Avoiding Common OSHA Forklift Violations

Assure forklift safety to avoid OSHA citations.
Despite massive campaigns to encourage the safe use of forklifts, OSHA says that forklift safety violations are still common.
(Courtesy: IRRI Photos at flickr.com)

As people in the warehouse industry are well aware, the Occupational Safety and Health Administration (OSHA) is the federal government agency that is tasked for assuring safety in the workplace. In that vain, it has authority to issue violations of forklift safety on warehouses.

Although there have been massive campaigns enticing warehouse managers to take steps to assure that forklift operators are well trained and understand and abide to OSHA safety standards, it appears that forklift violations are still common. In fact, according to OSHA, forklift violations are the most frequent standards cited by the agency.

Since more and more forklift violations are cited, it must be obvious that more needs to be done to alert forklift operators on the importance of complying with the rules.

It would probably help to acknowledge the most common forklift violations so that warehouse managers can have a leg up in educating their workforce.

Common violations include:

• Inspection violations
• Neglect to take precautions when operating a forklift on ramps
• Lack of appropriate fire protection equipment associated to forklifts
• Training

Inspection Violations

It is the responsibility of each forklift operator to continuously maintain and assure the upkeep of the forklift he drives. The most ignored OSHA standard when it pertains to forklift inspection is the failure to perform pre-operation checks of the lift. If a forklift is discovered to need repair or is defective and the pre-operation inspection is commonly not performed, then the warehouse is libel and can be cited. According to OSHA, any forklift that is damaged or otherwise impaired must be removed from use until repairs are completed.

Neglecting To Take Precautions When Operating A Lift On Ramps

Forklift manufacturers suggest that warehouse managers mark travel routes and ramp use. OSHA considers this suggestion so important, it can invoke violations if the warehouse does not comply.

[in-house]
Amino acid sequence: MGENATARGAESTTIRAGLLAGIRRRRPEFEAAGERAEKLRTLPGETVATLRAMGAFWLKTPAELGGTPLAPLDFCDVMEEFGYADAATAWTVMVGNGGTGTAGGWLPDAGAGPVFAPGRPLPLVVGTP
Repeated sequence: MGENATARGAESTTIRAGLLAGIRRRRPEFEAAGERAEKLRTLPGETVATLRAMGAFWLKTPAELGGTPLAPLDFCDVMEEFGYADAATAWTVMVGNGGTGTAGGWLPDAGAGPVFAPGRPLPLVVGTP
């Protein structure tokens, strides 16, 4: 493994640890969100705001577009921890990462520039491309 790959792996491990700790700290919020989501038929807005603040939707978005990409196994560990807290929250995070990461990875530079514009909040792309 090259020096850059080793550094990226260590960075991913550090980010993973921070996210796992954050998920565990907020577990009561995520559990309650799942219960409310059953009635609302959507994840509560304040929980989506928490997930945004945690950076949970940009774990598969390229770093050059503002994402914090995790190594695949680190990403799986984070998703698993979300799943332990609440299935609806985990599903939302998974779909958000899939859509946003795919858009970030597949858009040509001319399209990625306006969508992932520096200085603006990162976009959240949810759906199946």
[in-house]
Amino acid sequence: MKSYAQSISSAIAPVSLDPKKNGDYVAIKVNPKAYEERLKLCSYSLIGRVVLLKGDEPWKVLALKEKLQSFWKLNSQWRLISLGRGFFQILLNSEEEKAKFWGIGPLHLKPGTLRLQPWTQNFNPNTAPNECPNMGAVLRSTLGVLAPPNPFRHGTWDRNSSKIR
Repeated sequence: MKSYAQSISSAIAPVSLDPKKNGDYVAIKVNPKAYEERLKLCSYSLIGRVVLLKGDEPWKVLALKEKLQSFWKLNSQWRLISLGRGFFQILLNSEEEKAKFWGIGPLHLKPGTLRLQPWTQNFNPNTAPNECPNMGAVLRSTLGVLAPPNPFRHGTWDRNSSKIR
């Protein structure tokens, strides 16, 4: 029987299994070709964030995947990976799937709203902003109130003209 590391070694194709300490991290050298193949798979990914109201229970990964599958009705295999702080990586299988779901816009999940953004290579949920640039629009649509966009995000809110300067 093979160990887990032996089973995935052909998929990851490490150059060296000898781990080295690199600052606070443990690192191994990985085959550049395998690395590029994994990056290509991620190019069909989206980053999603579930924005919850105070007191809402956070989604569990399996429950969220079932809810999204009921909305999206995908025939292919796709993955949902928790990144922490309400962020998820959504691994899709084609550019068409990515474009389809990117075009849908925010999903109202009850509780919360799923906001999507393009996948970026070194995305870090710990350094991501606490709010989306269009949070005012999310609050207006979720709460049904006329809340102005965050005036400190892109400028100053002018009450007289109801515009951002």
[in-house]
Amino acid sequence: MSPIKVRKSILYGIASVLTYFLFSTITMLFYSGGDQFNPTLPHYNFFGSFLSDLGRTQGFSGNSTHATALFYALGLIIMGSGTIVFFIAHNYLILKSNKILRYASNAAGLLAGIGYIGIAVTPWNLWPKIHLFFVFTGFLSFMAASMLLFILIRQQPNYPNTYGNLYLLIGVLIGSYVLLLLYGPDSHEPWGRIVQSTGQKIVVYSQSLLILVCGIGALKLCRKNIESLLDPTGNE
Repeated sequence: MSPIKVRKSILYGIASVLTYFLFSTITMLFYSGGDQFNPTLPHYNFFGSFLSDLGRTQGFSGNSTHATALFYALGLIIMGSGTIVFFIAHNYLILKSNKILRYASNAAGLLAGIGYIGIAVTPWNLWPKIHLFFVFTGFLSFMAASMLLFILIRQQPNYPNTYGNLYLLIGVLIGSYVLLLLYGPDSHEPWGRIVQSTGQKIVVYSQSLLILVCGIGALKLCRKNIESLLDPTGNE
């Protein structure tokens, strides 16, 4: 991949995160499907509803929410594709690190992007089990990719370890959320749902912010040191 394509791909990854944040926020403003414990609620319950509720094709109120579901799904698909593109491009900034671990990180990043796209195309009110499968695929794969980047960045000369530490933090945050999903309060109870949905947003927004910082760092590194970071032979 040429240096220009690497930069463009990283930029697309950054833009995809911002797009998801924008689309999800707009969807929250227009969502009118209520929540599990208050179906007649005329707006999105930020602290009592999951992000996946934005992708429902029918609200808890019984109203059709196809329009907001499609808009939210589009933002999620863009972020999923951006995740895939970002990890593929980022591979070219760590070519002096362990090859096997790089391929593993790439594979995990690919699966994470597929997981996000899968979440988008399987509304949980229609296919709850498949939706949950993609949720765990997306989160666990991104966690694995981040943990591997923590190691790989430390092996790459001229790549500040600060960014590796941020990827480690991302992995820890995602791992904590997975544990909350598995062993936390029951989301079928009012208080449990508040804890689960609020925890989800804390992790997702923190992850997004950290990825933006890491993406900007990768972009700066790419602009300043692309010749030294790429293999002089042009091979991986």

First, it is important for warehouse managers and forklift operators to be aware of OSHA requirements and recommendations concerning this aspect of safe forklift operations. To avoid being cited, warehouses are advised to use high-quality steel dock ramps, curb guards, and a graduate grade of the ramp to avoid forklift accidents. It is also recommended that some kind of secondary precaution be taken including nets for employees working machinery 6 feet or more above the floor.

Lack Of Appropriate Fire Protection Equipment

A fire is always possible in any workspace. And it is incumbent on the director of workplace safety to assure that all equipment necessary to deal with fires are on hand in the workspace. Businesses are required to offer fire protection sets and safety equipment for electric and gas-powered forklifts. Forklift operators must be easily accessible to fire extinguishers and other emergency equipment. The equipment must be visible and labeled. Moreover, forklift operators must be trained in the correct use of the fire and safety equipment and know emergency response procedures.


Warehouse managers are obligated to provide initial and refresher training courses for all forklift operators. An initial training program for new forklift operators is not enough. Often the workplace environment goes through changes and employees must be aware of these changes as they go about there business. In order to comply with OSHA rules on this aspect of your safety requirements be certain to keep extensive documentation concerning the training and refresher training of forklift drivers. These records should show how performance standards are being met, offer driver certification information, and have information on a driver’s training session attendance.

(Source: nfe-lifts.com)